The distinction stems from research on the "Focus Theory of Normative Conduct" (e.g., Cialdini et al. 1990)
Injunctive norms refer to the perception of what ought to be, or as you state, perceptions of what is approved or disapproved by others.
Example: If you think that other people would consider tax fraud as something that is morally wrong, you would perceive an injunctive norm.
Descriptive norms refer to the perception of what is. Or, in other words, perceptions about how people do in fact behave.
Example: If you think that most people engage in tax fraud, that would be a descriptive norm.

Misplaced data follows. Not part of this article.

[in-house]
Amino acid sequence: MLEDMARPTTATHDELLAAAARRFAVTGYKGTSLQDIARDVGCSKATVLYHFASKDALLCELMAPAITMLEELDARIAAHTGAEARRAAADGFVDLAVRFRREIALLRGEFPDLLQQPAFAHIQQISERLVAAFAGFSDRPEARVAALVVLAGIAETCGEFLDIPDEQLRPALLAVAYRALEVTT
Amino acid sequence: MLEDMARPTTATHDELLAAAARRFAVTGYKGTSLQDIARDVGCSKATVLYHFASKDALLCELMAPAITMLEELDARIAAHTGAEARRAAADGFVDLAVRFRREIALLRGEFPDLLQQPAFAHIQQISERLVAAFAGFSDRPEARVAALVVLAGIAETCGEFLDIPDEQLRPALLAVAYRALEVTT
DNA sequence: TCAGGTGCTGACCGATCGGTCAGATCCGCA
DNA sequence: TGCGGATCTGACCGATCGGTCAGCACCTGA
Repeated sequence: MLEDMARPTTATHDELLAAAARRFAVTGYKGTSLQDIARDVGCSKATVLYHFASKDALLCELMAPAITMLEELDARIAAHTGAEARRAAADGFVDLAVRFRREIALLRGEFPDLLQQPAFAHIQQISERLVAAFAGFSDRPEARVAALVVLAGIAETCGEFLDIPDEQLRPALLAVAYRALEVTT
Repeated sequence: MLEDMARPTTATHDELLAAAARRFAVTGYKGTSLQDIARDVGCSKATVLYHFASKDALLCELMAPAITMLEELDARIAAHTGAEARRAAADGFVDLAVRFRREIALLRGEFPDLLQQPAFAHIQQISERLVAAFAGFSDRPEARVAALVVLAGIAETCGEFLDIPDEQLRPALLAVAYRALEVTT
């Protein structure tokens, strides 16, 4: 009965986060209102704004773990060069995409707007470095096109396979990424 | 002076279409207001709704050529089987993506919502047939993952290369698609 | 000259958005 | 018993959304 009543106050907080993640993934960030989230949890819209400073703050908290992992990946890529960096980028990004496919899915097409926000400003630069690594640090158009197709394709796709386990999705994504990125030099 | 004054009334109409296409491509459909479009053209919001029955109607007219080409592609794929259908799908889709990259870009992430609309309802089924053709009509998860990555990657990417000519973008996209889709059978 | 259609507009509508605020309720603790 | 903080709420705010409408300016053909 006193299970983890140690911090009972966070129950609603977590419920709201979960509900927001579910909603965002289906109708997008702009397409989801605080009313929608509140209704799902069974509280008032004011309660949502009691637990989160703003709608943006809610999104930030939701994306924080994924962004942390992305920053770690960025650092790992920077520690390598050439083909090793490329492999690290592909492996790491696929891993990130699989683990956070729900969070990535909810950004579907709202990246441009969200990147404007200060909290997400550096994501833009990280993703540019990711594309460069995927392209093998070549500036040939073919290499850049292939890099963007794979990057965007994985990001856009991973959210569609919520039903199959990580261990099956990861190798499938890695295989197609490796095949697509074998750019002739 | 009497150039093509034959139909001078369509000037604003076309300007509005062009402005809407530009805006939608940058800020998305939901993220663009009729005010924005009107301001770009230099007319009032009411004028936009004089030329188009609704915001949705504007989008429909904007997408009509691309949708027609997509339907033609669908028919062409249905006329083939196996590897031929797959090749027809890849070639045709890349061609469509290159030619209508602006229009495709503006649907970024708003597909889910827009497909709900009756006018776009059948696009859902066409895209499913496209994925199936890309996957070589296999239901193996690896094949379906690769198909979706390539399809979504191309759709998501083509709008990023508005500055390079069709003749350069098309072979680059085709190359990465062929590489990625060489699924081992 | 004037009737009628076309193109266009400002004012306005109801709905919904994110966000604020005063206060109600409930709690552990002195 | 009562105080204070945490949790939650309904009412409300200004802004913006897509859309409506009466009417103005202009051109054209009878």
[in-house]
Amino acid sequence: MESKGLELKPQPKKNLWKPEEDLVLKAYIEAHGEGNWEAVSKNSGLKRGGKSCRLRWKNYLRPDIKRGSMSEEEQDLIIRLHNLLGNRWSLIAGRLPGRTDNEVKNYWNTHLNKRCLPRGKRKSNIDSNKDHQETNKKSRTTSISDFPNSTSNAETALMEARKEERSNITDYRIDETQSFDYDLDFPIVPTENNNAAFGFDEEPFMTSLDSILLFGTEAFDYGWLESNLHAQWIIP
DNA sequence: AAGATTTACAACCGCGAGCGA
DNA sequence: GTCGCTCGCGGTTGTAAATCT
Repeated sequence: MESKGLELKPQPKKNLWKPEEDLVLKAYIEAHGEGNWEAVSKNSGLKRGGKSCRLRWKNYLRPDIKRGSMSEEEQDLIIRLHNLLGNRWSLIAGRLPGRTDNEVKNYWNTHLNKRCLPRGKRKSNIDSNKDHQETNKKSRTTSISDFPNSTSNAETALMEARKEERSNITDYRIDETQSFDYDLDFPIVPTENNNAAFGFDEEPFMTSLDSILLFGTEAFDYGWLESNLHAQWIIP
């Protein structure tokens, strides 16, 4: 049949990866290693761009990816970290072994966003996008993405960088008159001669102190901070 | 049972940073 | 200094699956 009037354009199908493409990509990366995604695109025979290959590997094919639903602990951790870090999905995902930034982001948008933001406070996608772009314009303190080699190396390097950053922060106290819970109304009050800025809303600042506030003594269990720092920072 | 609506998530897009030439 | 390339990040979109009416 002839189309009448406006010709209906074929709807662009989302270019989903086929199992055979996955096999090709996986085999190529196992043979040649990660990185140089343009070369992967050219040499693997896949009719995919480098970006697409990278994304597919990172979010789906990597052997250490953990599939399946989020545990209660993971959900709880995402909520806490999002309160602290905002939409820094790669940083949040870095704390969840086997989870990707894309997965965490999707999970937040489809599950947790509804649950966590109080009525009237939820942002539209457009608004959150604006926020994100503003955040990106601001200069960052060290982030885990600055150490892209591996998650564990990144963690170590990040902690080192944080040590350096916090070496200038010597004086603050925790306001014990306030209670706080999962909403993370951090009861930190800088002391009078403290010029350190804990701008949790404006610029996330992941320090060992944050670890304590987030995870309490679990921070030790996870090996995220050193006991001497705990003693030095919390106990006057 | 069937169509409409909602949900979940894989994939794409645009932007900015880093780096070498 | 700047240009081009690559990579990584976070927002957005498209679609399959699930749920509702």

As you can see, injunctive and descriptive norms are distinct concepts. Sometimes they may overlap (tax fraud is wrong, and nobody does it). However they may also conflict (tax fraud is perceived to be wrong, but everyone does it). Of course they can also be about positive things (it's a good thing to eat 5 portions of veggies each day vs. nobody does that).
Cialdini, R. B., Reno, R. R., & Kallgren, C. A. (1990). A focus theory of normative conduct: Recycling the concept of norms to reduce littering in public places. Journal of Personality and Social Psychology, 58, 1015–1026. doi:10.1037/0022-35220.127.116.115